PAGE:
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April 04, 1981 - Image 3

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The Michigan Daily, 1981-04-04

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The Michigan Daily-Saturday, April 4, 1981-Page 3
Festival of India ends
two-week run tomorrow

By BRUCE BARRON
Master of North Indian classical
music, Ali Akbar Khan, will perform
raga (compose on the spot) on a 24-
string, lute-like instrument called a
sarod tomorrow night to wind up Ann
Arbor's two-week Festival of India.
According to Bob Gavin, Director of
the sponsoring Rudi Foundation, the
festival was initiated to "give a taste of
the culture of India to those who are in-
terested."
GAVIN SAID THE festival has so far
featured a number of smaller functions
directed toward specific audiences.
Last Saturday at the Ann Arbor
Public Library, about 80 youngsters
were exposed to India's heritage and
culture through participatory activities
including classical Indian dancing, sari
wrapping, and foodtasting, Gavin said.
In other events, University
Psychology Prof. Dick Mann conducted
a lecture entitled "The Impact of In-

dian Thought on American
Psychology."
Mann explained that today, a "trans-
personal," more universal psychology
has arisen that combines both Western
and Eastern thought patterns. Yester-
day, Malini Srirama demonstrated
classical Indian dance forms at
Rackham Auditorium.
RUDI FOUNDATION President Paul
Uslan said his organization sponsored
the festival particularly because, "the
American people are down on
foreigners." Uslan described his group,
named after the late philanthropist
Albert Rudolf, as a cultural,
educational and community-service
group.
Foundation member Duncan Sole, a
University medical student, said so far
most of the group's activities have been
directed toward elderly residents of the
Parkway Meadows housing complex.
Sole said he teaches residents hatha
yoga exercises - "body into balance
motions" - to "help them feel good."
According to Parkway Meadows
manager Carol Birch, the most popular
service provided by Rudi volunteers is
TODAY
PNARBOR

a horticultural project. "The seniors
are planting all over," she said, adding
that they hope to start a vegetable gar-
den soon with each participant man-
ning his own plot.
The foundation plans to donate all
proceeds from Ali Akbar Khan's
Rackham performance to the SEVA
Foundation, a Michigan-based group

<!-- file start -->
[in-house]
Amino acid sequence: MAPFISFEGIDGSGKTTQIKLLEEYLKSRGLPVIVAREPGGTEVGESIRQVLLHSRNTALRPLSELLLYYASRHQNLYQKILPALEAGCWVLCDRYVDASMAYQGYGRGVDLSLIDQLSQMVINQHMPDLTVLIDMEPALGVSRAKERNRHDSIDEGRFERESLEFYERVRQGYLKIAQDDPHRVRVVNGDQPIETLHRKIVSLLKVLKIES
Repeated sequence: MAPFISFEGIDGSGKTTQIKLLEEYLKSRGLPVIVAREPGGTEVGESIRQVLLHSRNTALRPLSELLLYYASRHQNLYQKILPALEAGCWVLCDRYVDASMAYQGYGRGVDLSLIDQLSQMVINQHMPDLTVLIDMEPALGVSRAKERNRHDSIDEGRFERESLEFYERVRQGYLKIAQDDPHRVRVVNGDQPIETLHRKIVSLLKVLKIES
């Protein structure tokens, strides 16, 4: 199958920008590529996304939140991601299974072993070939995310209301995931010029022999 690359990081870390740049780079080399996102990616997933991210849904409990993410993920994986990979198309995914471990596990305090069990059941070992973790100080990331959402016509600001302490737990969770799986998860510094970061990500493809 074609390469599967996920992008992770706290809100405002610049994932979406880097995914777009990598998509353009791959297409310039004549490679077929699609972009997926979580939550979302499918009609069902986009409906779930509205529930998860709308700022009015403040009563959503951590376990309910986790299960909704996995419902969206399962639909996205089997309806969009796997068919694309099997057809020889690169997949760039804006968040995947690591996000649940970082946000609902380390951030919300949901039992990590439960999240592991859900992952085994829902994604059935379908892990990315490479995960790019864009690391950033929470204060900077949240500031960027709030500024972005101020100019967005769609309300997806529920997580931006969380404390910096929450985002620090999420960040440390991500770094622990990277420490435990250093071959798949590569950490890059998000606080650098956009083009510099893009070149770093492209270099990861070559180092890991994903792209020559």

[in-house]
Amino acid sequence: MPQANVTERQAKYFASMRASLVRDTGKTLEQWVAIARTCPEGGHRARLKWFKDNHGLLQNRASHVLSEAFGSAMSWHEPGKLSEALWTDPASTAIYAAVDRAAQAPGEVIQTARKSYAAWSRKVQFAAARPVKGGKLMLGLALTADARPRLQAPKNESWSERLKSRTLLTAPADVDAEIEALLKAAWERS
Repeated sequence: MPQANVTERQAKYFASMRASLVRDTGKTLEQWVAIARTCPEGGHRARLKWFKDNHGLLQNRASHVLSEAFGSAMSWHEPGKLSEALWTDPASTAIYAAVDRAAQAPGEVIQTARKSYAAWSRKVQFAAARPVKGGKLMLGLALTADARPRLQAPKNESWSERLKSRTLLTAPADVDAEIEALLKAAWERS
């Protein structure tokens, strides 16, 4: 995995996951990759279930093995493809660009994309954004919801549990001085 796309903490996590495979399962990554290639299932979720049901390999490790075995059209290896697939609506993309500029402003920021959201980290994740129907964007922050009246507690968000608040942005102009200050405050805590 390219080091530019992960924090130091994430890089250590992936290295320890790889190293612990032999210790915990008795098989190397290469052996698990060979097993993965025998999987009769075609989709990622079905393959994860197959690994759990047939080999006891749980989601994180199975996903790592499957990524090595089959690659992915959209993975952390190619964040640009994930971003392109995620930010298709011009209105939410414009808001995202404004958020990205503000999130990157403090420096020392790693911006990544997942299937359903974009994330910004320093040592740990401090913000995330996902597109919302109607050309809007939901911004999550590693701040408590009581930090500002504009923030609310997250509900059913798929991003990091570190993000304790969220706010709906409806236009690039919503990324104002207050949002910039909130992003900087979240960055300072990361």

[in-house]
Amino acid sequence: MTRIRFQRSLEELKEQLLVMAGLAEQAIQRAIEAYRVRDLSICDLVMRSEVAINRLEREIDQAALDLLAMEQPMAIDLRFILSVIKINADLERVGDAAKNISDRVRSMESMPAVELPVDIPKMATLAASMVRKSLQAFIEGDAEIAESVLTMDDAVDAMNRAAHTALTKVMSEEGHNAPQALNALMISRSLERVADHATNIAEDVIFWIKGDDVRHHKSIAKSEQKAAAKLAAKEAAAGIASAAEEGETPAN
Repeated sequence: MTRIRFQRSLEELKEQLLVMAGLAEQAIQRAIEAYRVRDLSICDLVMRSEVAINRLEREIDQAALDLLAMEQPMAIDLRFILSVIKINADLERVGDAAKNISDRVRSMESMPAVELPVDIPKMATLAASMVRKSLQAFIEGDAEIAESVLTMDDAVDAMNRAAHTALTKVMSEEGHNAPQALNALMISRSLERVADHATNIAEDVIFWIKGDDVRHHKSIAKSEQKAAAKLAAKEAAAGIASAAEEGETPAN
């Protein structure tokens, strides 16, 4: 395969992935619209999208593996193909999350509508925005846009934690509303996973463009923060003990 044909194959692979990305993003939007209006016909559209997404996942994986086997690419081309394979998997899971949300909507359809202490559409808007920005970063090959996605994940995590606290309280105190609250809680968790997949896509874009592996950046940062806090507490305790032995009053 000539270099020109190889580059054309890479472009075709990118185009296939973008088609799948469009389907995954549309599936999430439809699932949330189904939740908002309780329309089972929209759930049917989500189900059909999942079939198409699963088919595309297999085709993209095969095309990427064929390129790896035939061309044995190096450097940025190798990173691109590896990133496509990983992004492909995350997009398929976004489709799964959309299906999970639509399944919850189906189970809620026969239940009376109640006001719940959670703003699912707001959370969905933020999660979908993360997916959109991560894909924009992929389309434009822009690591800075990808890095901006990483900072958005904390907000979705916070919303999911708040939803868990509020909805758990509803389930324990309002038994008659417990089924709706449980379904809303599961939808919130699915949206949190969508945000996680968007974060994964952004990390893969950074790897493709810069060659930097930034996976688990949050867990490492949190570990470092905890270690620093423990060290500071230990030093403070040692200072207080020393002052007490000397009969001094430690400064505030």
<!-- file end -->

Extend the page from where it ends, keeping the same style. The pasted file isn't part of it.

working with the World Health
Organization toward eliminating blin-
dness due to smallpox in Nepal.
Gavin said Khan began to play the
sarod at age three, practicing up to 18
hours a day under his "guru" who is
also his father. He said Khan is known
as a "rishi ," or saint in Indian and is
the recipient of the President of India
Award, the highest honor given to an
Indian artist.

f

ALI AKBAR KHAN WILL perform on a sarod in the classical tradition of India tomorrow night to culminate the Ann
Arbor Festival of India. Khan, 58, has studied the traditional art form since age 3 when his father forced him to practice
up to 18 hours a day.

Presidential hopefuls take stands on issues

(Continued from Page 1)
USA's official newspaper, become
more student-related.
Peoples Action Coalition
The Peoples Action Coalition has
targeted five areas which it believes
Ohould be MSA's top priorities next
year-including campus security,
Involvement in depar-
tMental budget cuts will
strengthen the student
role in the retrenchment

process.

-Jon Feiger

housing, student participation in
University budget cuts, minority af-
fairs, and University investments.
Presidential candidate Jon Feiger
and vice presidential candidate Amy
Jlartmann, both LSA juniors, lead
PAC's slate of 29 candidates. Both are
current MSA members.
PAC IS recommending continuance
of MSA's Security Task Force. Can-
didates said they would also spread in-
formation about campus assault to im-
prove the security situation.
The party is also advocating some
changes in the University's budget-
cutting process-particularly a larger
role for students.
Public forums and open debate on
the administration's reduction
proposals will help improve student

participation in the process, Feiger
said.
"Student representation has to be
more than token representation," Har-
tmann said.
In addition, he said he would work to
get departmental student
organizations, such as the Un-
dergraduate Political Science
Association, involved in department
budget cuts.
BECAUSE ALUMNI often have more,
influence on administrators than
students, Feiger said, MSA should con-
tact alumni to get their help on influen-
cing budget decisions.
PAC candidates prefer a plan of
shared poverty, in which all units of the
University would receive equal cuts, as
opposed to the administration's
"smaller but better" approach, which
stresses selective reduction.
Centralization and coordination of
minority support systems will make the
University's current programs more
effective, Feiger said, adding:
"Everything is very fragmented."
The Political Party
The University should provide cour-
ses designed to give students a "more
liberal education" instead of en-
couraging students to become "com-
puter banks" of information, according
to Barry Himmelstein and Sid Chait,
presidential and vice presidential can-
didates of The Political Party.
"It's all economic-based education;
we're into people-based education,"
said Himmelstein, who advocates MSA-

student

volved. '
-Barry Himmelstein
The team also said it opposes the
University's "smaller but better"
philosophy because it will discourage
diversity on campus and in the com-
munity.
Himmelstein suggested that students